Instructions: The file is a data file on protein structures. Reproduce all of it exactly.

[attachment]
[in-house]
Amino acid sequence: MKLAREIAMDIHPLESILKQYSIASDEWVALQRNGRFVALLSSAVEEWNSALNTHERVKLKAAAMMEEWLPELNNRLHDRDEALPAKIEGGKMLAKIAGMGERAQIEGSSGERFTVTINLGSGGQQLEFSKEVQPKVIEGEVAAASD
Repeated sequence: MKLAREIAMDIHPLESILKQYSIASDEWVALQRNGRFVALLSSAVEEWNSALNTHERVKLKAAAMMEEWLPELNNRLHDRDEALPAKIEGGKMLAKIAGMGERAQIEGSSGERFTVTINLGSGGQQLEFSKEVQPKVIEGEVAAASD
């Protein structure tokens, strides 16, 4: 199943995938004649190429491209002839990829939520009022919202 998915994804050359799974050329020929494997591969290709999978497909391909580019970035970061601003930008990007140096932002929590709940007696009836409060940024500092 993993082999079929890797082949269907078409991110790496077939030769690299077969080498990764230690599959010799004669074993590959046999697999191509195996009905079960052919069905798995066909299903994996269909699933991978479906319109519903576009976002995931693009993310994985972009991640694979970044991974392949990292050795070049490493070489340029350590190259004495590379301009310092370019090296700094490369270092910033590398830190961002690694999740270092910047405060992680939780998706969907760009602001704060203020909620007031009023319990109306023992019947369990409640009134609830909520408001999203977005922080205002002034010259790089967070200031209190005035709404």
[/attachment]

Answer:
[in-house]
Amino acid sequence: MKLAREIAMDIHPLESILKQYSIASDEWVALQRNGRFVALLSSAVEEWNSALNTHERVKLKAAAMMEEWLPELNNRLHDRDEALPAKIEGGKMLAKIAGMGERAQIEGSSGERFTVTINLGSGGQQLEFSKEVQPKVIEGEVAAASD
Repeated sequence: MKLAREIAMDIHPLESILKQYSIASDEWVALQRNGRFVALLSSAVEEWNSALNTHERVKLKAAAMMEEWLPELNNRLHDRDEALPAKIEGGKMLAKIAGMGERAQIEGSSGERFTVTINLGSGGQQLEFSKEVQPKVIEGEVAAASD
């Protein structure tokens, strides 16, 4: 199943995938004649190429491209002839990829939520009022919202 998915994804050359799974050329020929494997591969290709999978497909391909580019970035970061601003930008990007140096932002929590709940007696009836409060940024500092 993993082999079929890797082949269907078409991110790496077939030769690299077969080498990764230690599959010799004669074993590959046999697999191509195996009905079960052919069905798995066909299903994996269909699933991978479906319109519903576009976002995931693009993310994985972009991640694979970044991974392949990292050795070049490493070489340029350590190259004495590379301009310092370019090296700094490369270092910033590398830190961002690694999740270092910047405060992680939780998706969907760009602001704060203020909620007031009023319990109306023992019947369990409640009134609830909520408001999203977005922080205002002034010259790089967070200031209190005035709404």